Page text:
Let's begin our look at Israel archaeology with the "Merneptah Stele" (also known as the Israel Stele), which is an upright stone slab measuring over seven feet tall that contains carved hieroglyphic text dating to approximately 1230 BC. This Egyptian monument describes the military victories of Pharaoh Merneptah and includes the earliest mention of "Israel" outside the Bible. Although the specific battles covered by the stele are not included in the Bible, the stele establishes outside evidence that the Israelites were already living as a people in ancient Canaan by 1230 BC. 1 In addition to the Stele, a large wall picture was discovered in the great Karnak Temple of Luxor (ancient Thebes), which shows battle scenes between the Egyptians and Israelites. These scenes have also been attributed to Pharaoh Merneptah and date to approximately 1209 BC. 2 The Karnak Temple also contains records of Pharaoh Shishak's military victories about 280 years later. Specifically, the "Shishak Relief" depicts Egypt's victory over King Rehoboam in about 925 BC, when Solomon's Temple in Judah was plundered. 3 This is the exact event mentioned in two books of the Old Testament. 4
Outside Egypt, we also discover a wealth of evidence for the early Israelites. The "Moabite Stone" (Mesha Stele) is a three-foot stone slab discovered near Dibon, east of the Dead Sea that describes the reign of Mesha, King of Moab, around 850 BC. 5 According to the Book of Genesis, the Moabites were neighbors of the Israelites. 6 This stele covers victories by King Omri and King Ahab of Israel against Moab, and Mesha's later victories on behalf of Moab against King Ahab's descendants. 7 The "Black Obelisk of Shalmaneser" is a seven-foot, four-sided pillar of basalt that describes the victories of King Shalmaneser III of Assyria, including defeats of Tyre, Sidon and "Jehu, Son of Omri." Dated to about 841 BC, the Obelisk (now in the British Museum) was discovered in the Northwest Palace at Nimrud and shows Israel's King Jehu kneeling before the Assyrian king in humble tribute. 8
OK, everything I found establishes that the ancient Israelites did in fact exist. However, there's a big difference between historic generalities and the specific people and events mentioned in the Bible. For instance, King David and his son, Solomon, are huge parts of Jewish history in the Old Testament. Shouldn't we find archaeology in Israel to support for their reigns and activities as well?
In one of the books I picked up, I was surprised to read that the historical David never existed. Another article I read referred to the well-established "David Myth" -- a literary invention drawn from heroic tradition to establish the Jewish monarchy...
Kathleen Kenyon, a very credible archaeologist I came to trust and enjoy, declared:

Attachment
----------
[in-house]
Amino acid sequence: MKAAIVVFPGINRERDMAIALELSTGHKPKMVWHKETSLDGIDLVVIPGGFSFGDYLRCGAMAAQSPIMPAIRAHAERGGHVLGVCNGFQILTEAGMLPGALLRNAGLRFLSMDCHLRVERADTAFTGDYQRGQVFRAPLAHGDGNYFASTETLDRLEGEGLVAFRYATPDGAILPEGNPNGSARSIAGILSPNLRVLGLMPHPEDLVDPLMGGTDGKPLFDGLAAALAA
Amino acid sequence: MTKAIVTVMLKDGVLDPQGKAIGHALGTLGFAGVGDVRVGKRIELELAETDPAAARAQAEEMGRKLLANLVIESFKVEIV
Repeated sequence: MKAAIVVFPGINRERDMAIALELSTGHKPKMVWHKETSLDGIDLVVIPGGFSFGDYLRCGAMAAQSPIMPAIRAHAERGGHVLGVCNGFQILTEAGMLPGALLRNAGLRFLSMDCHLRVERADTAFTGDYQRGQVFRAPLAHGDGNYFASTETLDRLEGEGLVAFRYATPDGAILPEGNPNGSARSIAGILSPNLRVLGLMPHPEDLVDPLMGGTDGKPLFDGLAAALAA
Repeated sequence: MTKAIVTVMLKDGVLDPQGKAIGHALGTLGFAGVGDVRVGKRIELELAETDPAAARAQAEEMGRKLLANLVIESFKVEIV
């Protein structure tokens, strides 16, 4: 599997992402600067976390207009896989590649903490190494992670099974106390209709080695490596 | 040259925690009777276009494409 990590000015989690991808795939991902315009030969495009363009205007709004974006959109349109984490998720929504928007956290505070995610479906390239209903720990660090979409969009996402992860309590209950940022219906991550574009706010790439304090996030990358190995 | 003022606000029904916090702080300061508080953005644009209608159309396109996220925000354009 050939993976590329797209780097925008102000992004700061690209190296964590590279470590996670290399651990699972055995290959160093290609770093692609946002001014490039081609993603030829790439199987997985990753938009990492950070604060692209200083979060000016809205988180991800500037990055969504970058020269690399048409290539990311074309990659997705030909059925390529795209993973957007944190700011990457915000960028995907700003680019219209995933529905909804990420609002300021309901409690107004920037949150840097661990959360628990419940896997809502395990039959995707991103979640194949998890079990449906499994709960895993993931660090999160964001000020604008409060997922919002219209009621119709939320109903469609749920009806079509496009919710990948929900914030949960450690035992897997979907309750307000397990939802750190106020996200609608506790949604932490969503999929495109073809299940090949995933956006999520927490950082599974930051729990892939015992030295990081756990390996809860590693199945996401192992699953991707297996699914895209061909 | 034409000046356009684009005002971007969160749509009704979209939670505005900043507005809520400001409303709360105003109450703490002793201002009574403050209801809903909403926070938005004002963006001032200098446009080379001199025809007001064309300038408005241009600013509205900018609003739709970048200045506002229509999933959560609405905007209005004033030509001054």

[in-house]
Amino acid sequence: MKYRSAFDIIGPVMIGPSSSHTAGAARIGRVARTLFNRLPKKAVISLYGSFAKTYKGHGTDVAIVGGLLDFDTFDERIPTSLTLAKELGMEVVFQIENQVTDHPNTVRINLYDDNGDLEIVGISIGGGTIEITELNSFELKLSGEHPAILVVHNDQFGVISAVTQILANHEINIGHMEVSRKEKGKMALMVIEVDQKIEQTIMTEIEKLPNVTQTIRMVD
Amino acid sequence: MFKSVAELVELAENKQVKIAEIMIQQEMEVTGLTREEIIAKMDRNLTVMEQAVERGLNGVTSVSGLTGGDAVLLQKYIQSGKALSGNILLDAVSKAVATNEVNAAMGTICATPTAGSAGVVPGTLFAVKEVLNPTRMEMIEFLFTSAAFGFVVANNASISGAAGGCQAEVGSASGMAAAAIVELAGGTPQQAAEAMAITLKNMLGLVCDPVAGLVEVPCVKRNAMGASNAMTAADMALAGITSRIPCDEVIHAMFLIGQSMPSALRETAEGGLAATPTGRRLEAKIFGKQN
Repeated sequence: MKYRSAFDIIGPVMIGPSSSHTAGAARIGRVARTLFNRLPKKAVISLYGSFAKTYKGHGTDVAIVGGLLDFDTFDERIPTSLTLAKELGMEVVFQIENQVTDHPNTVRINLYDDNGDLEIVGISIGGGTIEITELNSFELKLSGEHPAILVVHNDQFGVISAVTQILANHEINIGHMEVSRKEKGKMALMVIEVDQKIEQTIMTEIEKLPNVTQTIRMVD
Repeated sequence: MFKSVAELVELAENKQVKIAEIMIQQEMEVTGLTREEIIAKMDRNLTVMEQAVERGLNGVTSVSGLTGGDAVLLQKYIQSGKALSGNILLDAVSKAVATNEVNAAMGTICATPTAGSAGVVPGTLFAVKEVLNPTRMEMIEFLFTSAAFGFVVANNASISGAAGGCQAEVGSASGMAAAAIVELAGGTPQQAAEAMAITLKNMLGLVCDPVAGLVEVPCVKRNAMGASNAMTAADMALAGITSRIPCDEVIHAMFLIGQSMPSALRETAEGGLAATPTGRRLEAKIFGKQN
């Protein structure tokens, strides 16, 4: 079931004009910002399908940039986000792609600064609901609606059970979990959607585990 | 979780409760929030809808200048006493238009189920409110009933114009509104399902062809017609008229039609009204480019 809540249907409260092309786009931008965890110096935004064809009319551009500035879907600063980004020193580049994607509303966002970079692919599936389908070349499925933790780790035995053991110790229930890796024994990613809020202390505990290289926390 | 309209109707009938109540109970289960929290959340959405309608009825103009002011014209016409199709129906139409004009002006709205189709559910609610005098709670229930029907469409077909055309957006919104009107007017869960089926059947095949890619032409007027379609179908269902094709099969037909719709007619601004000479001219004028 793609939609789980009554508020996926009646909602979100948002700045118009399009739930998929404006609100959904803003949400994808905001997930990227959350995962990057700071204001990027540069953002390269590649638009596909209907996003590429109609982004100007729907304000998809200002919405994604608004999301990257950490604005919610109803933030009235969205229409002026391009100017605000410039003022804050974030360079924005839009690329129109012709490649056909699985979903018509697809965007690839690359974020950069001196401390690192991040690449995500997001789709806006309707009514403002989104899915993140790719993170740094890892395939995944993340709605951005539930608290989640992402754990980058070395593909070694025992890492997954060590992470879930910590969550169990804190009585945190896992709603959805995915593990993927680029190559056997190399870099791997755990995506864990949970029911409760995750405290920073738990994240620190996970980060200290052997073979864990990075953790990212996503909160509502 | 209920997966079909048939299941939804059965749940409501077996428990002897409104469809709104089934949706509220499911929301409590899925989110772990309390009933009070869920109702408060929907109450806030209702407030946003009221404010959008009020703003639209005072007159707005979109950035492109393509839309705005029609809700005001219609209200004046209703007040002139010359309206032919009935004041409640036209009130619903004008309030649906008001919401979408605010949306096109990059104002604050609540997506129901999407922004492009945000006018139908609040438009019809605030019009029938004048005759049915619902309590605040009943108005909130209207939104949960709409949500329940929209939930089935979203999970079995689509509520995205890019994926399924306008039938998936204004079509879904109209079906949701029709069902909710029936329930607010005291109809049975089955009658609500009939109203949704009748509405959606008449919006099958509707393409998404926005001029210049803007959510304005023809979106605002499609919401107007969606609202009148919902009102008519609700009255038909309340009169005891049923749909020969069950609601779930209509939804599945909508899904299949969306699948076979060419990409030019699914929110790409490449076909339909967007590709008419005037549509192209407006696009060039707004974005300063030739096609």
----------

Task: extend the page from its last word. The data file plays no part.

- To many people it seems remarkable that David and Solomon still remain unknown outside the Old Testament or literary sources derived directly from it. No extra-biblical inscription, either from Palestine or from a neighboring country, has yet been found to contain a reference to them. 9
Guess what? Since Kenyon made the above statement, the validity of the ancient biblical record regarding King David received a huge lift!
In 1993, archaeologists discovered a stone inscription at the ancient city of Dan, which refers to the "House of David." The "House of David Inscription" (Tel Dan Inscription) is the first ancient reference to King David outside the Bible. 10 Specifically, the stone is a victory pillar of a King in Damascus dated a couple hundred years after David's reign, which mentions a "king of Israel of the House of David." Over the next year, more inscription pieces were discovered at the site, which allowed archaeologists to reconstruct the entirety of the declaration: "I killed Jehoram son of Ahab king of Israel and I killed Ahaziahu son of Jehoram king of the House of David." Remarkably, these are Jewish leaders linked to the lineage of David as recorded in the Bible. 11
The archaeology of Israel was proving powerful!
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1 Price, The Stones Cry Out, 145-146. Hoerth, Archaeology and the Old Testament, 228-229.
2 Hoerth, Archaeology and the Old Testament, 230.
3 Ibid., 301-302.
4 1 Kings 14 and 2 Chronicles 12.
5 Hoerth, Archaeology and the Old Testament, 308-310.
6 Genesis 19.
7 2 Kings 3.
8 Hoerth, Archaeology and the Old Testament, 321-22. See also, 2 Kings 9-10.
9 Kathleen Kenyon, The Bible and Recent Archaeology, rev. ed., John Knox Press, 1987, 85.
10 Price, The Stones Cry Out, 166-67.
11 Ibid. 167-72.
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